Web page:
Four Hundred Souls: A Community History of African America, 1619-2019

February 5, 2021  •  Virtually 6:00pm Central

 

Panelists & TOPICS
  • Dr. Ibram X. Kendi – Editor, AwARD-WINNING AUTHOR
  • DR. Keisha N. Blain – Editor, AwARD-WINNING AUTHOR
  • Charles Cobb, Jr. – The Civil Rights Movement, 1959-1964
  • Keeanga-Yamahtta Taylor – Property, 1969-1974
  • Heather McGhee – Bacon’s Rebellion, 1674-1679

In Four Hundred Souls: A Community History of African Americans, 1619-2019, a chorus of extraordinary voices comes together to tell one of history’s great epics: the four-hundred-year journey of African Americans from 1619 to the present. The book is edited by Ibram X. Kendi, author of How to Be an Antiracist, and Keisha N. Blain, author of Set the World on Fire.

The story begins in 1619—a year before the Mayflower—when the White Lion disgorges “some 20-and-odd Negroes” onto the shores of Virginia, inaugurating the African presence in what would become the United States. It takes us to the present, when African Americans, descendants of those on the White Lion and a thousand other routes to this country, continue a journey defined by inhuman oppression, visionary struggles, stunning achievements, and millions of ordinary lives passing through extraordinary history. 

This collection of diverse pieces from ninety different minds, reflecting ninety different perspectives, fundamentally deconstructs the idea that Africans in America are a monolith—instead it unlocks the startling range of experiences and ideas that have always existed within the community of Blackness

The editors, Ibram X. Kendi and Keisha N. Blain, have assembled ninety brilliant writers, each of whom takes on a five-year period of that four-hundred-year span. The writers explore their periods through a variety of techniques: historical essays, short stories, personal vignettes, and fiery polemics. They approach history from various perspectives: through the eyes of towering historical icons or the untold stories of ordinary people; through places, laws, and objects. While themes of resistance and struggle, of hope and reinvention, course through the book, this collection of diverse pieces from ninety different minds, reflecting ninety different perspectives, fundamentally deconstructs the idea that Africans in America are a monolith—instead it unlocks the startling range of experiences and ideas that have always existed within the community of Blackness.

Ibram X. Kendi is the Andrew W. Mellon Professor in the Humanities at Boston University and the founding director of the BU Center for Antiracist Research. He is a contributing writer at The Atlantic and a CBS News correspondent. He is the author of many books including Stamped from the Beginning: The Definitive History of Racist Ideas in America, which won the National Book Award for Nonfiction, and three #1 New York Times bestsellers, How to Be an Antiracist; Stamped: Racism, Antiracism, and You, co-authored with Jason Reynolds; and Antiracist Baby, illustrated by Ashley Lukashevsky. In 2020, Time magazine named him one of the 100 most influential people in the world.

Keisha N. Blain is an award-winning historian, professor, and writer. She is currently an associate professor of history at the University of Pittsburgh, the president of the African American Intellectual History Society, and an editor for The Washington Post's "Made by History" section. Her writing has appeared in popular outlets such as The Atlantic, The Guardian, Politico, and Time. She is the author of Set the World on Fire: Black Nationalist Women and the Global Struggle for Freedom and Until I Am Free: Fannie Lou Hamer's Enduring Message to America.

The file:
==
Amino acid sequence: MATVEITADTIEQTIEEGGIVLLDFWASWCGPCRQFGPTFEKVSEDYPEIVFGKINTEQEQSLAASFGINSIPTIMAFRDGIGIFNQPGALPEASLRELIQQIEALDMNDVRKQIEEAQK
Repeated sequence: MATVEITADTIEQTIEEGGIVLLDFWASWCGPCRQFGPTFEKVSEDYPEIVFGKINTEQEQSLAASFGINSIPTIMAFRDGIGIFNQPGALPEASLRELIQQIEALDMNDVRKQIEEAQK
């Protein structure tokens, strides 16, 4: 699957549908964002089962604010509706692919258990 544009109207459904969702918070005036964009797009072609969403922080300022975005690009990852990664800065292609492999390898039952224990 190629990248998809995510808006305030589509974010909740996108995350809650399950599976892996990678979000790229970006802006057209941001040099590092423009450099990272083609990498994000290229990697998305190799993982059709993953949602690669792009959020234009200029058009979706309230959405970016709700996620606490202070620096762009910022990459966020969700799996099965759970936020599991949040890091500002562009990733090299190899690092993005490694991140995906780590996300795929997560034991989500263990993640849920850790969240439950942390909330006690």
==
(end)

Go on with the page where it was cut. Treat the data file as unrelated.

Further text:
Journalist and author Charles Cobb, Jr. was a Student Nonviolent Coordinating Committee (SNCC) field secretary in Mississippi from 1962-1967. He has been a reporter for NPR, Frontline, and was the first black staff writer for National Geographic magazine, writing for them from 1985-1997. He helped found the online news site AllAfrica.com, the world largest online internet site providing news and information from and about Africa. He is the author of several books on the civil rights movement, among them On the Road to Freedom: A Guided Tour of the Civil Rights Trail. His latest book is This Nonviolent Stuff’ll Get You Killed: How Guns Made the Civil Rights Movement Possible. In 2018 he was the recipient of a Carnegie Fellowship to facilitate his latest book project, analyzing today’s young Movement for Black Lives.

Keeanga-Yamahtta Taylor is an Assistant Professor of African-American Studies at Princeton University. She is author of Race for Profit: How Banks and the Real Estate Industry Undermined Black Homeownership, published in 2019 by the University of North Carolina Press, longlisted for a National Book Award for nonfiction and a 2020 finalist for the Pulitzer in History. Taylor's book From #BlackLivesMatter to Black Liberation, won the Lannan Cultural Freedom Award for an Especially Notable Book in 2016. She is also editor of How We Get Free: Black Feminism and the Combahee River Collective, which won the Lambda Literary Award for LGBQT nonfiction in 2018. Taylor has been appointed as a Distinguished Lecturer for the Organization of American Historians by the Organization of American Historians. Taylor is a contributing writer and columnist for The New Yorker.

Heather McGhee is an expert in economic and social policy. The former president of the inequality-focused think tank Demos, McGhee has drafted legislation, testified before Congress and contributed regularly to news shows including NBC's Meet the Press. She now chairs the board of Color of Change, the nation's largest online racial justice organization. McGhee holds a BA in American studies from Yale University and a JD from the University of California at Berkeley School of Law.